Answer: Every organization ensures that it maximizes its stock before it can go bad especially when it is perishable. Some of the methods adopted include the First Come, First Serve (FCFS), Shortest Processing Time (SPT), Earliest Due Date (EDD), and Longest Processing Time (LPT) techniques. Under the First Come, First Serve (FCFS), the production department ensures that it provides services and products to customers based on the time they arrive at the facilities. It helps increase customer satisfaction as clients get the services and leave immediately and assured that no form of favoritism comes into the delivery process (Olhager, 2010). On the other hand, an organization prioritizes a job based on the processing time (Drexl & Kimms, 2013). Jobs that have a short processing time will be a priority since they will reduce the workload allowing the production department focuses on other tasks that require more time. Further, jobs that are due within a short time are processed faster than those that require a longer period to complete. Jobs that require the longest processing time are sequenced to appear in the production process as the last ones since they have more time.Some of the instances when the company might use First Come, First Serve and be most advantageous include when customers are at the facilities and waiting for their orders to be completed so that they can leave (Louly & Dolgui, 2013). For instance, in a vehicle garage, motorists that arrive at the facilities will have their cars receive services based on their arrival time. On the other hand, the Shortest Processing Time (SPT) is used when a company has a workload and can separate the responsibilities based on the amount of time required to process them. It has an advantage since it allows the organization get most work out of the way and focus on other technical projects. Further, the Earliest Due Date (EDD) requires the firm to complete tasks that are required by their customers within a short time, and the advantage is that a company increases customer satisfaction while reducing the workload. However, the Longest Processing Time (LPT) is used when raw materials required to manufacture a product may last for long, and customers require their product in the long-term (Drexl & Kimms, 2013). The company may not be in a hurry to process the product and will have more time to focus on products that have a shorter processing time and required within a short time who due dates are earlier.

Part II: Data Analysis

Question: The Company believes that it might have some inefficiency in its inventory management process. Develop an ABC classification system (as known as ABC Analysis) for the following ten items. Based on this information, what do you recommend for improving inventory management?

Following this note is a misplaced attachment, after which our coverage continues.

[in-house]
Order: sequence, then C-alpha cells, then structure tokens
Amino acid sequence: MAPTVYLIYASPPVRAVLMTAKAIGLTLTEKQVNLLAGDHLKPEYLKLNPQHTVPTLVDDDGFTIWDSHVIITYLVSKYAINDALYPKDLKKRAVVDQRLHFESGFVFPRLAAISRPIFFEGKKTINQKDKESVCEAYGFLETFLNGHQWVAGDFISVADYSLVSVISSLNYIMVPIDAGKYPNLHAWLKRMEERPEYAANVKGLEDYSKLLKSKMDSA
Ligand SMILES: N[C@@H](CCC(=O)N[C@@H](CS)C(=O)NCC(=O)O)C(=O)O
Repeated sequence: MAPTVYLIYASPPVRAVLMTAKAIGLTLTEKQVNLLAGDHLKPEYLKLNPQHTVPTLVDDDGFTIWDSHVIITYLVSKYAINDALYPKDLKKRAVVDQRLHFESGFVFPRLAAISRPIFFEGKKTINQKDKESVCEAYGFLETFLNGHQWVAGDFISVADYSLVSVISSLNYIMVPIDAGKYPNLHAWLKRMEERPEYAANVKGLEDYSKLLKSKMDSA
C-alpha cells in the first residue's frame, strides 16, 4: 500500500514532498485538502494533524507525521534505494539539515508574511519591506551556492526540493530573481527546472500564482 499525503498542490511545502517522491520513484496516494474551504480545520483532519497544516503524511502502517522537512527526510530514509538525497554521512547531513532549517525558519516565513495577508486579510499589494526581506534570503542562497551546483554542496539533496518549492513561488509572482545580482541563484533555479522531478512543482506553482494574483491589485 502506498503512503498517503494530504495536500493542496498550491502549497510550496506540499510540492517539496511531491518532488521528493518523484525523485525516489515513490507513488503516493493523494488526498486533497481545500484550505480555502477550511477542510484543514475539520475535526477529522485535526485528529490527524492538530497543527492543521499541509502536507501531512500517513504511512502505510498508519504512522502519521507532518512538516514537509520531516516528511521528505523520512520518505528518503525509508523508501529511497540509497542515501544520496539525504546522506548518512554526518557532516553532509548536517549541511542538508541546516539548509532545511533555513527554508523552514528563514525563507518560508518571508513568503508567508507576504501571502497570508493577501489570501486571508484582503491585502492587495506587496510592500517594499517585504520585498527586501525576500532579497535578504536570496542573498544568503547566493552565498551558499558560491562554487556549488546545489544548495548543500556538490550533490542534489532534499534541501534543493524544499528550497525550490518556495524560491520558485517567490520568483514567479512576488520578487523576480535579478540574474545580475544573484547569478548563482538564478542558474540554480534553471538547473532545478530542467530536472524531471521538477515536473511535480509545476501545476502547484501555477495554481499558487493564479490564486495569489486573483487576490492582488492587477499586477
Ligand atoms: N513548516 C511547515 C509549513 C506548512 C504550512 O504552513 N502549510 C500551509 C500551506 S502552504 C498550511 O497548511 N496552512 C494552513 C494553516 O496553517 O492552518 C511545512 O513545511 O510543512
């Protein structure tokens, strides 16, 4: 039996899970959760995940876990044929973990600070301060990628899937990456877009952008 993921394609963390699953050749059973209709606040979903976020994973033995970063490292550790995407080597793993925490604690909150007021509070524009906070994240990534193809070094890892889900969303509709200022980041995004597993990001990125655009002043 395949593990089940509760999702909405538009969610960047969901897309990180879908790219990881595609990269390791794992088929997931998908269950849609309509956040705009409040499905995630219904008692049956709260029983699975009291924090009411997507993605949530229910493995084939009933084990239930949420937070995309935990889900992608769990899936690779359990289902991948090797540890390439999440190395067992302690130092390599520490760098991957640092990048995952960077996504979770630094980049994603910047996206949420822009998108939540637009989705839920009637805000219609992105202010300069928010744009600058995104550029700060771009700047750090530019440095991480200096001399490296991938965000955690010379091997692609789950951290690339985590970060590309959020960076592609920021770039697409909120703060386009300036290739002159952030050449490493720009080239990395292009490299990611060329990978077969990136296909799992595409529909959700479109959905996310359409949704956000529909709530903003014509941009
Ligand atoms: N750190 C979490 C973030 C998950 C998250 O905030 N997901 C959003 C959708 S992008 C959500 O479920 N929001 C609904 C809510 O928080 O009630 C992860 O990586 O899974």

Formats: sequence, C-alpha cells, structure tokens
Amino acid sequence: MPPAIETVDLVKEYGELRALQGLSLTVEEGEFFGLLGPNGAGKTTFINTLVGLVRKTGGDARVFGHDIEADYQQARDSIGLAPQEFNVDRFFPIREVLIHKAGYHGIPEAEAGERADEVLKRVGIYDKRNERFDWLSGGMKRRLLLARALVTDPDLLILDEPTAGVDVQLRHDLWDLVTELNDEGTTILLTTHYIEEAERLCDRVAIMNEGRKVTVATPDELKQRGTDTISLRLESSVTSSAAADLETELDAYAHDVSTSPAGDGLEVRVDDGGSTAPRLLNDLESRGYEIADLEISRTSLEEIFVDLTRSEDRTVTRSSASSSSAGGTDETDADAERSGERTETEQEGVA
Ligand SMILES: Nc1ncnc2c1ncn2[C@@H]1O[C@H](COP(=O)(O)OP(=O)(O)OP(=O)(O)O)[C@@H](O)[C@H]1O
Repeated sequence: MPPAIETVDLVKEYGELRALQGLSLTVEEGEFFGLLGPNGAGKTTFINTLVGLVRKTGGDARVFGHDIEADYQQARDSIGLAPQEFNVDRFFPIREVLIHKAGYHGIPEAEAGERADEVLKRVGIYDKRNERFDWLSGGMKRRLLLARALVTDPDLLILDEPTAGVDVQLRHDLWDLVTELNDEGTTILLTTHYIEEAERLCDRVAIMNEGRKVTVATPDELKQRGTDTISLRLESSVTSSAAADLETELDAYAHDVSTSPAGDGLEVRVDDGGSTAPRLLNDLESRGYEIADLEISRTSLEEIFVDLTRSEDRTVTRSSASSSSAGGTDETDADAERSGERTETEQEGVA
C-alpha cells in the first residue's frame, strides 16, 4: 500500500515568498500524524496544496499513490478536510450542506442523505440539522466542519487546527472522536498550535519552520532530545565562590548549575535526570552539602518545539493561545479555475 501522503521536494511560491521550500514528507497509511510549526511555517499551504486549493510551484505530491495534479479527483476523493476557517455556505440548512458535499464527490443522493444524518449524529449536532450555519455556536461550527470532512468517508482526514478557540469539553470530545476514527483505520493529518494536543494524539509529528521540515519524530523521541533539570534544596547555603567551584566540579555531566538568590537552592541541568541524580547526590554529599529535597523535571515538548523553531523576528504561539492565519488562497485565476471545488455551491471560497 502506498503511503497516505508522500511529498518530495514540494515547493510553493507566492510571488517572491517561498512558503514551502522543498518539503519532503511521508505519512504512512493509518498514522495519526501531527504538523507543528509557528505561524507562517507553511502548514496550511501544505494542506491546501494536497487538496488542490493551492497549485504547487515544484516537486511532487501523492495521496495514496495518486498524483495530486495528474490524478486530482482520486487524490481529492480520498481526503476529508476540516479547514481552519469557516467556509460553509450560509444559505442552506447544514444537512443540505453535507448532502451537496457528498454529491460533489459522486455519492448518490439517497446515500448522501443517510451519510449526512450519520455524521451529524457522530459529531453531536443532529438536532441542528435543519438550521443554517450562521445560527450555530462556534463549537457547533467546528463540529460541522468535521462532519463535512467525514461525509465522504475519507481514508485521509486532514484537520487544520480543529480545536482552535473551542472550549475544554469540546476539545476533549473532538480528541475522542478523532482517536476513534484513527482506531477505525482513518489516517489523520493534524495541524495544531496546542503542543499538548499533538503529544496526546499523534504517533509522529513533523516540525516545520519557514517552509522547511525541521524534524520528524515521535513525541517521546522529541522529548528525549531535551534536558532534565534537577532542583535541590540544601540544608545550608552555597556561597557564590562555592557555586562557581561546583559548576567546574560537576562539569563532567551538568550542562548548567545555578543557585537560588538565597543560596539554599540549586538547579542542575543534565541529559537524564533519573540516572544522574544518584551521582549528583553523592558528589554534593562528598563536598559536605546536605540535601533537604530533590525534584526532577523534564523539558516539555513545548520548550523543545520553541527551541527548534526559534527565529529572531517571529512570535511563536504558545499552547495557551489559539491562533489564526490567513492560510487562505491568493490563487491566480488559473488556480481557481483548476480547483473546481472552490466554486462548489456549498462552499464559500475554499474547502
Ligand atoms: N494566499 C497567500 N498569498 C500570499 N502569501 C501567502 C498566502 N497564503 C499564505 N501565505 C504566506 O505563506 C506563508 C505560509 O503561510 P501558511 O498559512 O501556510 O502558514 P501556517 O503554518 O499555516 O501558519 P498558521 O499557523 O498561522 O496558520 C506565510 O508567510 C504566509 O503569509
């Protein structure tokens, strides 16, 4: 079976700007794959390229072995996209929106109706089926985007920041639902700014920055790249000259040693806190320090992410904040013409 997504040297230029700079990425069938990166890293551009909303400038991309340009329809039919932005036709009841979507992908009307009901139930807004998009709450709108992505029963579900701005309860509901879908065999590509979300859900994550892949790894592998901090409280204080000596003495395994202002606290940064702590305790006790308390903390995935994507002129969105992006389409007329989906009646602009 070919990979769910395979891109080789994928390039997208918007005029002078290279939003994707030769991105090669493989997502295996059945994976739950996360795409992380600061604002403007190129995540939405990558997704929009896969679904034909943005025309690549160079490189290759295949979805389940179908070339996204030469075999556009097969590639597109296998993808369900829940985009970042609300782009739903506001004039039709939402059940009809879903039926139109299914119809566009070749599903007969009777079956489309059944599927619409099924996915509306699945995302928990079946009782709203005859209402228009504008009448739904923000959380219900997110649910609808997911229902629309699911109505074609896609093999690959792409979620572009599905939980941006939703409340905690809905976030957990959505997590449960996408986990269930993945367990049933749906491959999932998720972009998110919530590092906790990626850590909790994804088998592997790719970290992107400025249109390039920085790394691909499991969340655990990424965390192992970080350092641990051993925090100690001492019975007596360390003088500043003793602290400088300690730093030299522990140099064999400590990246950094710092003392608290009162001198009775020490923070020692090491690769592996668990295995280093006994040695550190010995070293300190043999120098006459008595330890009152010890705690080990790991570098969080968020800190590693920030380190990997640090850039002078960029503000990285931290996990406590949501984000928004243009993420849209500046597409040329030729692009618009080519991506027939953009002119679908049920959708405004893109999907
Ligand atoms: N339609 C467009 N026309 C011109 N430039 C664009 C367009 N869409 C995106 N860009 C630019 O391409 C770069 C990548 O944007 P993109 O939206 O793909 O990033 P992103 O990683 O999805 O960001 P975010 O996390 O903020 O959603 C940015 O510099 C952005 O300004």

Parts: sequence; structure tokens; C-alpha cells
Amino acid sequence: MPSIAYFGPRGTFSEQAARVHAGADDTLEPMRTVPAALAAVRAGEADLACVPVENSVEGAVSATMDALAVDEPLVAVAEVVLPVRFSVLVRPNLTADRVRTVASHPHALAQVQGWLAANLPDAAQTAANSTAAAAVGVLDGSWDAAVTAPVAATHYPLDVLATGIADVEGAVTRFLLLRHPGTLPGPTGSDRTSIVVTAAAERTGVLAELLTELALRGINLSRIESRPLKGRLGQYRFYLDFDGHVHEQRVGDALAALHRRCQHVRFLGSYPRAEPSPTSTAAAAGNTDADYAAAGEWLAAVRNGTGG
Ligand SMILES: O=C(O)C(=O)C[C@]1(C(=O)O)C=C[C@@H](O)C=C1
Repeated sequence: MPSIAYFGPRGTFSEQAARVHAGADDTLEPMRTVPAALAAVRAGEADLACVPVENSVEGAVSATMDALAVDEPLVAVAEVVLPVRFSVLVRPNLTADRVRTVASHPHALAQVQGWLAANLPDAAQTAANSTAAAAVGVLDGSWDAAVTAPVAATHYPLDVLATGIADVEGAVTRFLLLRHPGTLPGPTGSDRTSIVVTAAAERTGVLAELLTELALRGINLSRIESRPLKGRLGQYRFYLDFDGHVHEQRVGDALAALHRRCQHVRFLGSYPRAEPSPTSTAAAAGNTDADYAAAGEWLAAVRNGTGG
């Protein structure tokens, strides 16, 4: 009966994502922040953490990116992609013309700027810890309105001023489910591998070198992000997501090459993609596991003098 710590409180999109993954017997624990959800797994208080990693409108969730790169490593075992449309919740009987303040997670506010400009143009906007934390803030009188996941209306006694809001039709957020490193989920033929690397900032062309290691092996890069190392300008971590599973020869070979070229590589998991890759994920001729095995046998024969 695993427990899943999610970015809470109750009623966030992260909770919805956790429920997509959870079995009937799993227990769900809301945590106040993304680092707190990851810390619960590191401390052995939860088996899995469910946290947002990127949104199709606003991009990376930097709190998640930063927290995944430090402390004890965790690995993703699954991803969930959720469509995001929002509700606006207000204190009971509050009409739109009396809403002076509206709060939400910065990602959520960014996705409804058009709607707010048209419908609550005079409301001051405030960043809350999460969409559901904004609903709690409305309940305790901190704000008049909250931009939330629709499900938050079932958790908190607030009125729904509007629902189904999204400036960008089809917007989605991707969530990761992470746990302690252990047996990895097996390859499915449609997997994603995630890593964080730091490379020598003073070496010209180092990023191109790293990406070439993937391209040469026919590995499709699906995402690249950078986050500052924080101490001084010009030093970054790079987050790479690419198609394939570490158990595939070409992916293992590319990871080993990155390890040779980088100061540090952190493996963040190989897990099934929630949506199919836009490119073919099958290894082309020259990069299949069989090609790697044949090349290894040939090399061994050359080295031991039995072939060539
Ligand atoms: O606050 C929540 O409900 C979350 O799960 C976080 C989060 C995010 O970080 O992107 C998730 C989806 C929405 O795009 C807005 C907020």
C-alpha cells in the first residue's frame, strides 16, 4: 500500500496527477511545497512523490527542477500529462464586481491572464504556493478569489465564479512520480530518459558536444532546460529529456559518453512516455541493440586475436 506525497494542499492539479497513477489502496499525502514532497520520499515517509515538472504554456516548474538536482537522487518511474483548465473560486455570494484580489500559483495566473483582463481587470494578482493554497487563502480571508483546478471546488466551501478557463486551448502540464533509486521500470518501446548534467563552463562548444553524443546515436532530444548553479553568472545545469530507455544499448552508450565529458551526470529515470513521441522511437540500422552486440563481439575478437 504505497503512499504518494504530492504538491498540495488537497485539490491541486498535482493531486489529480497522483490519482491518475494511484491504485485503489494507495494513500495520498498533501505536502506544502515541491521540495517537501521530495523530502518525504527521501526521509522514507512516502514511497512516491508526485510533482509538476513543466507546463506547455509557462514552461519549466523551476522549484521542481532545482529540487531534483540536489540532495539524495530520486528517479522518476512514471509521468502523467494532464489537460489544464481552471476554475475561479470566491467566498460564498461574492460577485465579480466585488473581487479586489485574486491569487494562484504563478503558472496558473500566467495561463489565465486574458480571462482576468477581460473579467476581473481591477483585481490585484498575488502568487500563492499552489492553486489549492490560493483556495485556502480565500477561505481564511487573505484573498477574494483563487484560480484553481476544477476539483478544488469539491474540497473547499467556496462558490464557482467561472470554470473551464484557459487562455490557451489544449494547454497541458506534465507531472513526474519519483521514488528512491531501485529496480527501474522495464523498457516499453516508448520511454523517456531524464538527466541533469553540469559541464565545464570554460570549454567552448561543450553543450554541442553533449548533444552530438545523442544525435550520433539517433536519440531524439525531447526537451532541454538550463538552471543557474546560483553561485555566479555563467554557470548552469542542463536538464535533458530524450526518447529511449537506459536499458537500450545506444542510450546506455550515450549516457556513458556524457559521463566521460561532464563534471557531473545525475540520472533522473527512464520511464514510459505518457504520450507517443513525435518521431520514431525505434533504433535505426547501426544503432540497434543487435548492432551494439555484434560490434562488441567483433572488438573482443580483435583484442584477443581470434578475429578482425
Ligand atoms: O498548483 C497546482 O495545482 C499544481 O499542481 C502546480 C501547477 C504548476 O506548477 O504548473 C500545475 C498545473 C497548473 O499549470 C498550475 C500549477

Answer: The ABC analysis allows the organization to categorize its inventory based on their time schedules. It classifies them using those required within a short time to the longest time required of them. It also acts as a control technique for the management as it emphasizes on the keeping an updated list of inventory on stock keeping notice of the work-in-progress and those that are in the warehouse. Hence, in the first category A,' the inventory is more important compared to those in B' and C.' An organization chooses the criteria for grouping the items based on the type of industry and demand from customers as well as the market forces (Louly & Dolgui, 2013). However, most organizations give the first category about 20% of the entire inventory, while the second takes about 30%, and the last category takes the rest. An organization can organize the following information about their inventory schedule as:


Based on this information, the recommendations for improving inventory management includes focusing in items that have the lowest demand but will generate more incomes for the organization regarding profits both in the short-term and in the long-term. For instance, the annual demand of 300 units costs 1,500, which means that the organization will get about 450,000 in returns and can use the funds to expand the business operations. G3 is a priority based on the amount that the firm will get as well as the quantity of the demand. In addition, the firm will use complete the production process and focus on batches with more demand like in category C, which has a demand of 6,000 with a cost per unit of 10 (Louly & Dolgui, 2013). An improvement to the inventory requires meeting the shorter demands with an earlier processing time, which will help increase demand for its products from customers, as they perceive an organization to meet their requisitions on schedule (Olhager, 2010).



Drexl, A., & Kimms, A. (Eds.). (2013). Beyond Manufacturing Resource Planning (MRP II): advanced models and methods for production planning. Springer Science & Business Media.

Louly, M. A., & Dolgui, A. (2013). Optimal MRP parameters for a single item inventory with random replenishment lead time, POQ policy and service level constraint. International Journal of Production Economics, 143(1), 35-40.

Olhager, J. (2010). The role of the customer order decoupling point in production and supply chain management. Computers in Industry, 61(9), 863-868.